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    Original:  ENGLISH
    Distr.: LIMITED
    Date of issue:  February 1994
                            WHO/FAO DATA SHEET ON PESTICIDES
                                           No. 76

    It must be noted that the issue of a Data Sheet for a particular 
    pesticide does not imply endorsement of the pesticide by WHO or FAO for 
    any particular use, or exclude its use for other purposes not stated. 
    While the information provided is believed to be accurate according to 
    data available at the time when the sheet was compiled, neither WHO nor 
    FAO are responsible for any errors or omissions, or any consequences 
    The issue of this document does not constitute formal
    publication.  It should not be reviewed, abstracted or quoted
    without the agreement of the Food and Agriculture Organization
    of the United Nations or of the World Health Organization.
    Ce document ne constitue pas une publication.  Il ne doit faire
    l'objet d'aucun compte rendu ou résumé ni d'aucune citation
    sans l'autorisation de l'Organisation des Nations Unies pour
    l'Alimentation et l'Agriculture ou de l'Organisation Mondiale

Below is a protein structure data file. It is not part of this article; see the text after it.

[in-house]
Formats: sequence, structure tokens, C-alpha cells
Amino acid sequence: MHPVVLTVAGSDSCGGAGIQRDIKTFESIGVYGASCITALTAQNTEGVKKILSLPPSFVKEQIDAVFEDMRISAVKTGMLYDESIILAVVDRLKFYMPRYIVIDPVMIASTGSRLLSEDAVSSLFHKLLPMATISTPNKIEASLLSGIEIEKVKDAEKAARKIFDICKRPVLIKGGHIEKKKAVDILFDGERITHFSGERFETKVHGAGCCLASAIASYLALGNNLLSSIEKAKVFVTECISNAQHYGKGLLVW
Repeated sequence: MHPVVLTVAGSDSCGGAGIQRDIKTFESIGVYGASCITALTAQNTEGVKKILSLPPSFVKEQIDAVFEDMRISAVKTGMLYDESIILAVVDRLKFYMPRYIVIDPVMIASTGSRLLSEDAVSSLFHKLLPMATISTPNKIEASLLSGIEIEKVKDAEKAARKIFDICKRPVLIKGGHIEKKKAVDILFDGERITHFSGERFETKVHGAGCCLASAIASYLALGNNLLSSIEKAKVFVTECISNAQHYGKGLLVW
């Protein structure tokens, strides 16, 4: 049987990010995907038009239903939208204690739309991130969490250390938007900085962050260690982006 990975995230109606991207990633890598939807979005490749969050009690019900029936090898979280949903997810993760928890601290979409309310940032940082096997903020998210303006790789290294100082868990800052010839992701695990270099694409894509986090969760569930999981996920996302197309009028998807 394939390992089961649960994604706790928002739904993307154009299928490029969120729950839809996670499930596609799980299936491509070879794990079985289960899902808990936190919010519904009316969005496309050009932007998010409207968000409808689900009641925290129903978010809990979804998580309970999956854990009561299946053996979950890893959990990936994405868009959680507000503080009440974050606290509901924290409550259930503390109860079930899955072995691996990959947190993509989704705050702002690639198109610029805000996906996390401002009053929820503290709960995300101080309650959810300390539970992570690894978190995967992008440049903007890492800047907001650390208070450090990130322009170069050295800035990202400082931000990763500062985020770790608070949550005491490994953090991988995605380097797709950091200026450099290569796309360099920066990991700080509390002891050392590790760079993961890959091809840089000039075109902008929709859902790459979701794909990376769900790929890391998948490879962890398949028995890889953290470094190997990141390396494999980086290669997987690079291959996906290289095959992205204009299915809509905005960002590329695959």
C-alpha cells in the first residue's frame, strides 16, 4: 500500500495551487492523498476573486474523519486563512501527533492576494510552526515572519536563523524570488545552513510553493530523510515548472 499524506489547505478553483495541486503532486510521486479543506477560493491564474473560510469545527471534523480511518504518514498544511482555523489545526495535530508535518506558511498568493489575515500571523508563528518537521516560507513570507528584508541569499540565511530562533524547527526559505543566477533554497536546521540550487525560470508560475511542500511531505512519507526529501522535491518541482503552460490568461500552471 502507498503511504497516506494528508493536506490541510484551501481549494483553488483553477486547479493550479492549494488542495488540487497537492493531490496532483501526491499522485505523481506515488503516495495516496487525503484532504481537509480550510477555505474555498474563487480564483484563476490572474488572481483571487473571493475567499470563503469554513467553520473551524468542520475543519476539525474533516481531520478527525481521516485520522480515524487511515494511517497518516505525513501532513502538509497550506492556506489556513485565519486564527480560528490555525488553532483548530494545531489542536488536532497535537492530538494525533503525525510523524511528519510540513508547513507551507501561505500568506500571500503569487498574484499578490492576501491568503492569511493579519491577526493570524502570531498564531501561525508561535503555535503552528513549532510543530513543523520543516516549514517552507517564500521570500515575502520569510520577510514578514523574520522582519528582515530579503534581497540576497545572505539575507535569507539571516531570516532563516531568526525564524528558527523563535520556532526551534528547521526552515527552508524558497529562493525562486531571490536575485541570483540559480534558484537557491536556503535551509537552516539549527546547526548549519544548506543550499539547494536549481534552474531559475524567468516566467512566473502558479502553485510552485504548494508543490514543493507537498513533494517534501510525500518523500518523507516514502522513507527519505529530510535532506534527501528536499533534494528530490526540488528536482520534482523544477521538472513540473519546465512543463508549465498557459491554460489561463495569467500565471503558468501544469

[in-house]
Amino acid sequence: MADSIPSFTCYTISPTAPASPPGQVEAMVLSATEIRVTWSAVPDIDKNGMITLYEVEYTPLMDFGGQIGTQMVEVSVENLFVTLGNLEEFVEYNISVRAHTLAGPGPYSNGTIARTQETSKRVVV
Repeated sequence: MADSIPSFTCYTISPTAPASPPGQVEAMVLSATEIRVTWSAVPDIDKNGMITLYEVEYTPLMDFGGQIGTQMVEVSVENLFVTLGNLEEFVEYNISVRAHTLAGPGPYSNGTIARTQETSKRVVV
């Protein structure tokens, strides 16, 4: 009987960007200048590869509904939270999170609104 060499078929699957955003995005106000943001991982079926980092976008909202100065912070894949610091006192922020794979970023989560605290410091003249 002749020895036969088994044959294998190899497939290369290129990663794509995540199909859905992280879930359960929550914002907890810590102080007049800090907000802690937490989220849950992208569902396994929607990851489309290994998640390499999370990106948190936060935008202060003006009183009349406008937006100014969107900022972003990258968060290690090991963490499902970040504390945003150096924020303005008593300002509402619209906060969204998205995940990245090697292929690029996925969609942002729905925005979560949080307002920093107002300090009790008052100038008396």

de la Santé.                                                 

    Primary use:          Insecticide
    Secondary use:        Acaricide
    Chemical group:       Organophosphorus compound
    1.1   COMMON NAME:      bromophos (ISO)
    1.1.1  Identity
          IUPAC chemical name:        O-4-bromo-2,5-dichlorophenyl 
                                        O,O-dimethyl phosphorothioate. 
          CAS chemical name:          O-(4-bromo-2,5-dichlorophenyl) O,O-
                                        dimethyl phosphorothioate. 
          CAS registry number:        2104-96-3
          RTECS number:               TE7175000
          Molecular formula:          C8H8BrCl2O3PS
          Relative molecular mass:    366.0
          Structural formula:   
          Synonyms and tradenames : Bromofos;  BrofeneR;  BropheneR;  
          CELA-1942;  ENT-27162;  NexionR;  Omexan;  OMS-658;  S-1942;  
    1.2   SYNOPSIS:  Bromophos is a broad spectrum, 
          non-cumulative non-systemic organophosphorus insecticide.  It is 
          a cholinesterase inhibitor with contact and stomach action, 
          having slight toxicity to mammals, fish and bees.  Bromophos is 
          listed in the WHO Recommended Classification of Pesticides by 
          Hazard under class III, "Slightly hazardous". 
    1.3.1  Physical characteristics: Bromophos consists of 
          yellowish crystals with a melting point of 53 °C.  It has a 
          boiling point of 140-142 °C.  The technical product is 95% pure. 
    1.3.2  Solubility:  In water, solubility is 40 mg/L 
          at 27 °C and it is soluble in most organic solvents. 
    1.3.3  Stability:  Bromophos is stable in aqueous 
          suspension up to pH 9 but it hydrolyses in a stronger alkaline 
    1.3.4  Vapour pressure:  17 mPa (20 °C).
    1.4.1  Common formulations:  These include emulsifiable 
          concentrates of 250 and 400 g a.i./L; wettable powder, 250 g/kg;  
          dusts, 20-50 g/kg; granules, 50-100 g/kg;  atomising concentrate,
          400 g/L;  dip 200 g/L; and coarse powder, 30 g/kg.